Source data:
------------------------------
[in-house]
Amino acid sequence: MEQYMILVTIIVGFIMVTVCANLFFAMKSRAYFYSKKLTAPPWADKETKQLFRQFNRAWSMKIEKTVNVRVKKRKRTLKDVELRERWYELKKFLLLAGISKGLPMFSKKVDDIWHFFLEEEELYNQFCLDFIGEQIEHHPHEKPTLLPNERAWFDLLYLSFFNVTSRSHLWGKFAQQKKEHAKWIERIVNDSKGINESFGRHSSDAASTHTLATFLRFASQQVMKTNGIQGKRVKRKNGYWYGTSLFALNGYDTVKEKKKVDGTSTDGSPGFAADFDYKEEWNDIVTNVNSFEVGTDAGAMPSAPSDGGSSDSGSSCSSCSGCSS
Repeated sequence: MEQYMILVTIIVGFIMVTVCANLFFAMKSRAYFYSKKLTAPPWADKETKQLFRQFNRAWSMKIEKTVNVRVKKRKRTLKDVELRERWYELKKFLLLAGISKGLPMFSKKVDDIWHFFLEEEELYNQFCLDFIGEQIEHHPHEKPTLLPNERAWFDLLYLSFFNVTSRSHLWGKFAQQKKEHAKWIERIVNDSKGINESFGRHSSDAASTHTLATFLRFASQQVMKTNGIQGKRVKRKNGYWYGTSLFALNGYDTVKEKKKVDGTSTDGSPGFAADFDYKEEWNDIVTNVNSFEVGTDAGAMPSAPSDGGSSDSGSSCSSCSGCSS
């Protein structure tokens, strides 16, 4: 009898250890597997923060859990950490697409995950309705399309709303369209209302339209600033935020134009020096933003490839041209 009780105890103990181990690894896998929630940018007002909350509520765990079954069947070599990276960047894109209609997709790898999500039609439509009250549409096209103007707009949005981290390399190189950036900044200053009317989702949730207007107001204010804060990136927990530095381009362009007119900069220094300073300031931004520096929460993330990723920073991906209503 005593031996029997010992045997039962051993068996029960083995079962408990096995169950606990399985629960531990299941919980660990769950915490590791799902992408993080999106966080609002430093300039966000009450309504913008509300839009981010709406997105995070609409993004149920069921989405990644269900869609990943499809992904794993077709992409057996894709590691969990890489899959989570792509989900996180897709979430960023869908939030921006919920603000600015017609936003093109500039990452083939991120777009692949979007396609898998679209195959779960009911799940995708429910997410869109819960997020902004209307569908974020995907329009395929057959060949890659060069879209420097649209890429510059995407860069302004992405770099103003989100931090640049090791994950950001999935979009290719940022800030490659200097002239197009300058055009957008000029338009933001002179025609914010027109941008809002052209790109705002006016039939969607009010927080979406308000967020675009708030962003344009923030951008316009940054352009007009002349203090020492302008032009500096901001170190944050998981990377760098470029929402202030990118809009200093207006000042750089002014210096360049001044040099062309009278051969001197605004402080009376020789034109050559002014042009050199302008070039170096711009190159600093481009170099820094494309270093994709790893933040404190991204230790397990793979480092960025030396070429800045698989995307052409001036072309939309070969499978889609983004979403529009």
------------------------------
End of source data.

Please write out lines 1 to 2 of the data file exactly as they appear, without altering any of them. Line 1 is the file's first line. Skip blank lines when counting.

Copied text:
[in-house]
Amino acid sequence: MEQYMILVTIIVGFIMVTVCANLFFAMKSRAYFYSKKLTAPPWADKETKQLFRQFNRAWSMKIEKTVNVRVKKRKRTLKDVELRERWYELKKFLLLAGISKGLPMFSKKVDDIWHFFLEEEELYNQFCLDFIGEQIEHHPHEKPTLLPNERAWFDLLYLSFFNVTSRSHLWGKFAQQKKEHAKWIERIVNDSKGINESFGRHSSDAASTHTLATFLRFASQQVMKTNGIQGKRVKRKNGYWYGTSLFALNGYDTVKEKKKVDGTSTDGSPGFAADFDYKEEWNDIVTNVNSFEVGTDAGAMPSAPSDGGSSDSGSSCSSCSGCSS